LCSR Seminar – Eli Peli: The Risk of Pedestrian Collisions with Peripheral Visual Field Loss

February 8, 2017 @ 12:00 pm – 1:00 pm
B17 Hackerman Hall


Patients with peripheral field loss complain of colliding with other pedestrians in open-space environments such as shopping malls. Field expansion devices (e.g., prisms) can create artificial peripheral islands of vision. We investigated the visual angle at which these islands can be most effective for avoiding pedestrian collisions, by modeling the collision risk density as a function of bearing angle of pedestrians relative to the patient. Pedestrians at all possible locations were assumed to be moving in all directions with equal probability within a reasonable range of walking speeds. The risk density was found to be highly anisotropic. It peaked at ≈ 45° eccentricity. Increasing pedestrian speed range shifted the risk to higher eccentricities. The risk density is independent of time to collision. The model results were compared to the binocular residual peripheral island locations of 42 patients with forms of retinitis pigmentosa. The natural residual island prevalence also peaked at about 45° nasally but at about 80° temporally. This asymmetry results in a complementary coverage of the binocular field of view. Field expansion prism devices will be most effective if they can create artificial peripheral islands at about 45° eccentricities. The collision risk and residual island findings raise interesting questions about normal visual development.



Dr. Eli Peli earned a BSc in Electrical Engineering and an MSc in Biomedical Engineering from the Technion Israel Institute of Technology.  He then came to Boston where he received his OD degree from the New England College of Optometry.   Currently Dr. Peli is the Moakley Scholar in Aging Eye Research at Schepens Eye Research Institute, Massachusetts Eye and Ear, and Professor of Ophthalmology at Harvard Medical School. He also serves as Adjunct Professor of Ophthalmology at Tufts University School of Medicine.  Since 1983 he has been caring for visually impaired patients as the director of the Vision Rehabilitation Service at the New England Medical Center Hospitals (now Tufts-Medical Center). Dr. Peli is a Fellow of the American Academy of Optometry, a Fellow of the Optical Society of America, a Fellow of the  SID (Society for Information Display), and a Fellow of the SPIE (The International Society of Optical Engineering). He was presented the 2001 Glenn A. Fry Lecture Award and the 2009 William Feinbloom Award by the American Academy of Optometry, the 2004  Alfred W. Bressler Prize in Vision Science (shared with Dr. R. Massof) by the Jewish Guild for the Blind, the 2006 Pisart Vision Award by the Lighthouse International, the 2009 Alcon Research Institute award (shared with Dr. R. Massof), the 2010 Otto Schade Prize from the SID (Society for Information Display) and the 2010 Edwin H Land Medal awarded jointly by the Optical Society of America and the Society for Imaging Science and Technology. He was awarded an Honorary Degree of Master in Medicine by Harvard Medical School in 2002 and an Honorary Doctor of Science Degree from the State University of New York (SUNY) in 2006. Dr. Peli’s principal research interests are image processing in relation to visual function and clinical psychophysics in low vision rehabilitation, image understanding and evaluation of display-vision interaction. He also maintains an interest in oculomotor control and binocular vision. Dr. Peli is a consultant to many companies in the ophthalmic instrumentation area and to manufacturers of head mounted displays (HMD). He served as a consultant on many national committees, including the National Institutes of Health, NASA AOS, Aviation Operations Systems advisory committee, US Air Force, Department of Veterans Affairs, US Navy Postdoctoral Fellowships Program, US Army Research Labs, and US Department of Transportation, Federal Motor Carrier Safety Administration. Dr. Peli has published more than 200 peer reviewed scientific papers and has been awarded 9 US Patents. He edited a book entitled Visual Models for Target Detection with special emphasis on military applications and co-authored a book entitled Driving with Confidence: A Practical Guide to Driving with Low Vision.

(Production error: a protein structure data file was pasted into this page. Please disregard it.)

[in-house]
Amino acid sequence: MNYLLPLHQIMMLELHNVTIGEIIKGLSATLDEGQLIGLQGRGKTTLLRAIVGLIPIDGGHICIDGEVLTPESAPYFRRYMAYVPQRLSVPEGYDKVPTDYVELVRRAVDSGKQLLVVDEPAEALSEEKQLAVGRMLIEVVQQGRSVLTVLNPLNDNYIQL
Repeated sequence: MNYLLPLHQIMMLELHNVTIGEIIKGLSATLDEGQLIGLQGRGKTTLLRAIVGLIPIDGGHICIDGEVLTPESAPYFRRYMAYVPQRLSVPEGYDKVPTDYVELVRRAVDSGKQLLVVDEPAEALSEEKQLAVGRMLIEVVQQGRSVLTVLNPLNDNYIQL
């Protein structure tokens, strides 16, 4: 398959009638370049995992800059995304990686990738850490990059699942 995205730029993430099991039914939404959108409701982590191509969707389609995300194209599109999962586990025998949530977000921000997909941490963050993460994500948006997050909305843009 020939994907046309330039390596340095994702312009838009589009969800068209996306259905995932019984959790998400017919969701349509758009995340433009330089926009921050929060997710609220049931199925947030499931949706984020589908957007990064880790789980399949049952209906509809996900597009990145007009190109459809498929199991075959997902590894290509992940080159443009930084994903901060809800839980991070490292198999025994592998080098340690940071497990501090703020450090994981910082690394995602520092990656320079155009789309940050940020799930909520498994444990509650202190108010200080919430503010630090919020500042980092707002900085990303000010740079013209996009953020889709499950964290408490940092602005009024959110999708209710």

Laboratory for Computational Sensing + Robotics